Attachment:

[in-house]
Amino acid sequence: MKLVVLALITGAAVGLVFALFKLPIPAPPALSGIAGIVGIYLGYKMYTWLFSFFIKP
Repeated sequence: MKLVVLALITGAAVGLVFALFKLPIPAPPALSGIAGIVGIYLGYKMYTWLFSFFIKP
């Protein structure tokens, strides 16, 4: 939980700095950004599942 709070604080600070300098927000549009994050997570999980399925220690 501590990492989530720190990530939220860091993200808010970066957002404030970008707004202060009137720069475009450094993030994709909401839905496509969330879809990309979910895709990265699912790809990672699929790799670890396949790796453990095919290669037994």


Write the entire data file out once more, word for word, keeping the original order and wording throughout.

[in-house]
Amino acid sequence: MKLVVLALITGAAVGLVFALFKLPIPAPPALSGIAGIVGIYLGYKMYTWLFSFFIKP
Repeated sequence: MKLVVLALITGAAVGLVFALFKLPIPAPPALSGIAGIVGIYLGYKMYTWLFSFFIKP
């Protein structure tokens, strides 16, 4: 939980700095950004599942 709070604080600070300098927000549009994050997570999980399925220690 501590990492989530720190990530939220860091993200808010970066957002404030970008707004202060009137720069475009450094993030994709909401839905496509969330879809990309979910895709990265699912790809990672699929790799670890396949790796453990095919290669037994």